The New York Yankees today (Wednesday, January 10th) announced details regarding the additional protective netting that will be installed at Yankee Stadium for the start of the 2018 regular season. Increased coverage will include partially retractable netting attached to the roofs of both dugouts and stationary netting extending beyond the far ends of the dugouts toward the foul poles.
During the design and engineering process, the Yankees consulted with the architecture firm Populous along with netting company Promats Athletics.
Netting attached to the roofs of both dugouts will extend to a height of nine feet above each dugout during games. The bottom portions of these nets will be upwardly retractable by up to three feet, allowing fans the opportunity to fully interact with players during batting practice when the protective batting cage is being employed around the home plate area of the field. Prior to the start of the game, the nets will connect to the dugout roof, where they will remain in place throughout the game.
Beyond the dugout, netting will extend to Section 011 on the first-base side and Section 029 on the third-base side. The netting in these locations will rise to eight feet above the playing field (approximately 5.5 feet above the wall surrounding the field of play), and will remain in place from the start of batting practice through the end of the game. These sections of netting may be removed for soccer matches or other events held at Yankee Stadium.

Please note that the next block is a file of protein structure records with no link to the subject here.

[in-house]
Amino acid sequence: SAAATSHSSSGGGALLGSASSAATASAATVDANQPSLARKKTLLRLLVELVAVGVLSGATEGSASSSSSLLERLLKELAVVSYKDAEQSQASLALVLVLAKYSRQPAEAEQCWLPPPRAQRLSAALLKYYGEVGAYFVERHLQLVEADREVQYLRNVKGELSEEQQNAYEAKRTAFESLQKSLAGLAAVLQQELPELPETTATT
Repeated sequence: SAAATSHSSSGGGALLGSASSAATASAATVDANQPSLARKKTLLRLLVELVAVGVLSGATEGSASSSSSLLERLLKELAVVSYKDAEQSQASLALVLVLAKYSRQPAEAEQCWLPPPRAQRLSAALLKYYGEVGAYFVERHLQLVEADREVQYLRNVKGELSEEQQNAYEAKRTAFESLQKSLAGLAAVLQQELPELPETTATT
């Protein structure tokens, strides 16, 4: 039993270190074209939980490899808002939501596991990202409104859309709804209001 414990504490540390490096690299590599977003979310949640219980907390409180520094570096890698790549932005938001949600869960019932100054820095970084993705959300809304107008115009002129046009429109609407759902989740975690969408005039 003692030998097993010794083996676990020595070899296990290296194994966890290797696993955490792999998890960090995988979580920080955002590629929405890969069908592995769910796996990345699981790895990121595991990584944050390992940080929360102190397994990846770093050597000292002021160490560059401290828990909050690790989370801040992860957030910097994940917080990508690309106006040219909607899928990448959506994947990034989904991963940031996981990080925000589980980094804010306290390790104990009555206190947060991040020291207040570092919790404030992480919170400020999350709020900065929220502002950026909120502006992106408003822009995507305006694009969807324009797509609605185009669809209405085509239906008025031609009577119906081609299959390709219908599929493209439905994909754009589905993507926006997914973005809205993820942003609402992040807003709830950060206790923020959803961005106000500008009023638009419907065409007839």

Dyneema fiber Ultra Cross 1.2 mm-wide knotless netting — the same as was used for Yankee Stadium backstop netting in 2017 — will be utilized for all netting in the 2018 season. Additionally, all netting will be “field green” in color to minimize its visible impact for those in attendance and viewers watching on television.
Installation will begin in February, and will be completed in time for the Yankees’ scheduled 2018 home opener on Monday, April 2 vs. the Tampa Bay Rays.